Isentress and Januvia are two of Merck's newest products, and they have both outperformed analysts' sales projections, thus far. Both enjoy virtual monopoly positions within their fields, and they enjoy patent protection against would-be competitors bringing similar drugs to the market. Isentress treats HIV; Januvia treats diabetes; and there's also the more controversial Gardasil, which is a vaccine for the human pappilomavirus (HPV). Merck has also developed a follow-up to Gardasil, V503, which holds even stronger pricing power than its predecessor.
Merck's acquisition of Schering-Plough in late 2009 is projected to provide as much as $4 billion in annual cost savings by 2015. Synergies achieved through economies of scale, as well as the elimination of redundancies will more than pay for the acquisition. Potential blockbuster drugs like Victrelis, for the treatment of hepatitis C; and the anesthesia-treatment Bridion are also catalysts for Merck's growth. Managers Merck can focus on these and other growth drivers now that they no longer have to worry about Vioxx.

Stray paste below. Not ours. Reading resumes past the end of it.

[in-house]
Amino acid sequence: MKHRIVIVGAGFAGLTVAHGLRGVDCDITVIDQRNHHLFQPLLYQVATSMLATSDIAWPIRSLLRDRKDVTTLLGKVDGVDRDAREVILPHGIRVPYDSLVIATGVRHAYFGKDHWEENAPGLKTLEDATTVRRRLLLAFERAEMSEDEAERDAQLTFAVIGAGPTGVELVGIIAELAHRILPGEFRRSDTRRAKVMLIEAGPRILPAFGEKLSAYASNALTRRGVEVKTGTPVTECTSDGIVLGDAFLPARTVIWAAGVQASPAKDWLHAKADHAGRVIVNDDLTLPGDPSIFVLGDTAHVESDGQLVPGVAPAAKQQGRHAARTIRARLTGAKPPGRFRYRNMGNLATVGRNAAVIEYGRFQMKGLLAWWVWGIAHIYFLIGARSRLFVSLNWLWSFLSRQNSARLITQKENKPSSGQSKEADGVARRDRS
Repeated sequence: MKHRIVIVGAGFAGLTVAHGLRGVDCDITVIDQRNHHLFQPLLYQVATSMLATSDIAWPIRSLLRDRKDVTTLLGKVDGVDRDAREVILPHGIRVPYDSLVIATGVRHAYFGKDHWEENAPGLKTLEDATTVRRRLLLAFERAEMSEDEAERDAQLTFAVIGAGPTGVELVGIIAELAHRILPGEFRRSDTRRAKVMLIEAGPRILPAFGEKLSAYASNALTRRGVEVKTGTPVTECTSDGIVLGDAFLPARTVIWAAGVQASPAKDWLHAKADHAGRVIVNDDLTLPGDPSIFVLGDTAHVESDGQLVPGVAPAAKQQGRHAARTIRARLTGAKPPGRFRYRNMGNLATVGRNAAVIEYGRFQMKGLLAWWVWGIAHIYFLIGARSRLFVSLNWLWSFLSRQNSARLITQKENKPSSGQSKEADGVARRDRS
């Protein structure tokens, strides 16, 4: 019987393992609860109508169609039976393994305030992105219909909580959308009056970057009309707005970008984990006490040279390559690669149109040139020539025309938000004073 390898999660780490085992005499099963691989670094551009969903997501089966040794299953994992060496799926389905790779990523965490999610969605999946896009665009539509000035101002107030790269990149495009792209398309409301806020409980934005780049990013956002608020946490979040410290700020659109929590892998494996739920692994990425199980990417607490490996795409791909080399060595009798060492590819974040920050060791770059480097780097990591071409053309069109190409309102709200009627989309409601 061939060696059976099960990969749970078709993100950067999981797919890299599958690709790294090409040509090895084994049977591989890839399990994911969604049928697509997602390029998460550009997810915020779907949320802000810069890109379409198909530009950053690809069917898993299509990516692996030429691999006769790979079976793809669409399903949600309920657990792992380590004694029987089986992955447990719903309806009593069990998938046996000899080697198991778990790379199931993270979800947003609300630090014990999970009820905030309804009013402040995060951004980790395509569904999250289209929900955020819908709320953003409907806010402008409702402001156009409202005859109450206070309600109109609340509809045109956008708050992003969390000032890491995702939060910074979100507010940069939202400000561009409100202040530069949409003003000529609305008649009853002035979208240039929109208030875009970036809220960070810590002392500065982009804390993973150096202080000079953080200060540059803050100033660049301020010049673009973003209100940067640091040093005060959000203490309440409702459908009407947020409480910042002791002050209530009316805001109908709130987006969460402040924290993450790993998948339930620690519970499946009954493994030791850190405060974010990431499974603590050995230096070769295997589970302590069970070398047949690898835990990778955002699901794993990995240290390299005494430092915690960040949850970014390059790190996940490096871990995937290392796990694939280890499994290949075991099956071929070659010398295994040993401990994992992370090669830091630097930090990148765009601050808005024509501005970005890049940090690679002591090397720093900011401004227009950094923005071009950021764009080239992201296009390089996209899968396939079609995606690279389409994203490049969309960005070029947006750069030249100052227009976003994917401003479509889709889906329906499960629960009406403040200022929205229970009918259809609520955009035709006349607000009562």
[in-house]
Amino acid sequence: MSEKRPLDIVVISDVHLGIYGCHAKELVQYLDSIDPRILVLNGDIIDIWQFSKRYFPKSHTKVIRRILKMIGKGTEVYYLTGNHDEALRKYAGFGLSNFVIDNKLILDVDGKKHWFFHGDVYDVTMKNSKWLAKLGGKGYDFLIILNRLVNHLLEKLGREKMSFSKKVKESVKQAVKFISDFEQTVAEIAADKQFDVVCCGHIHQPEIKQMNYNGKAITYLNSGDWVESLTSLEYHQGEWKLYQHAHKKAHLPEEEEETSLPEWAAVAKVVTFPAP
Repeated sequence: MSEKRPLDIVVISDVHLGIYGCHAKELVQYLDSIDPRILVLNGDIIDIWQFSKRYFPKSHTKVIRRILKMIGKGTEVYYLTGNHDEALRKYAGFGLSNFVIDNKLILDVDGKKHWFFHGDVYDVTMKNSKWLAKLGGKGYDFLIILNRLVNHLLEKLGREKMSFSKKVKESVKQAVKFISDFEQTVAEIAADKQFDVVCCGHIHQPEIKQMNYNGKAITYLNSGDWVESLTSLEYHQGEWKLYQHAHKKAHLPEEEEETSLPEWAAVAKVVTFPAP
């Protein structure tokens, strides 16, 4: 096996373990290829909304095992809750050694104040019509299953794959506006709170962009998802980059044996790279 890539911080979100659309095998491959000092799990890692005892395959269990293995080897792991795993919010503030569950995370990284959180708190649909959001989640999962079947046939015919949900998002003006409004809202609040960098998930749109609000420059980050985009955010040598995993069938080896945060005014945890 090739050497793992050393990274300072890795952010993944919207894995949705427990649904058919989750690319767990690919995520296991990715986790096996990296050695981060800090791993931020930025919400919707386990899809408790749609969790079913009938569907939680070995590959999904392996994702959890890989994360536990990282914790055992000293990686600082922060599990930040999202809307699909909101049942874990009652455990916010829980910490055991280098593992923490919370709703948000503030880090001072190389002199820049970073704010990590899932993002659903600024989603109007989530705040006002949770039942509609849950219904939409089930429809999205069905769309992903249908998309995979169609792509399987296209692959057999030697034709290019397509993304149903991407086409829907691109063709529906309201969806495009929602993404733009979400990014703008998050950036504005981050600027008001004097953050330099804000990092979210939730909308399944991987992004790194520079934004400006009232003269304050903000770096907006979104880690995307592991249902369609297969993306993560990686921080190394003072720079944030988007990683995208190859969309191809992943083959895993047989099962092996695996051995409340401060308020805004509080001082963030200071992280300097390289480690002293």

Valuation and Fundamentals
Merck is currently trading at 21 times trailing earnings. This is a bit higher than the average firm in Merck's industry, but well under Merck's own five-year average of 40.1 times earnings. On a forward basis, Merck's 12.2 earnings multiple looks even more attractive. In terms of price-to-book, price-to-sales, and price-to-cash flow, Merck is currently trading at a discount to its historic valuation. Merck also pays a 3.7% dividend.
Merck's gross margins have been improving since 2010, when they hit a decade low of 60%. In 2012, gross profit jumped to 65%, and it's expected to gain another half-percentage point in 2012. The settlement of the Missouri suit, which was by no means a given when Merck issued these projections, will have no effect on gross margins, but should boost Merck's operating income, which was 16% in 2011 and was last projected to be 18.5% in 2012.
In reality, Merck's toughest competitors are the producers of low-cost, generic drugs based on Merck's own research and development. The patent system offers relief from these copy-cats, but only temporary relief. Singulair, Merck's biggest drug by sales volume, lost its patent protection in 2012. This is obviously not a good thing for Merck, but it was anticipated and thus accounted for.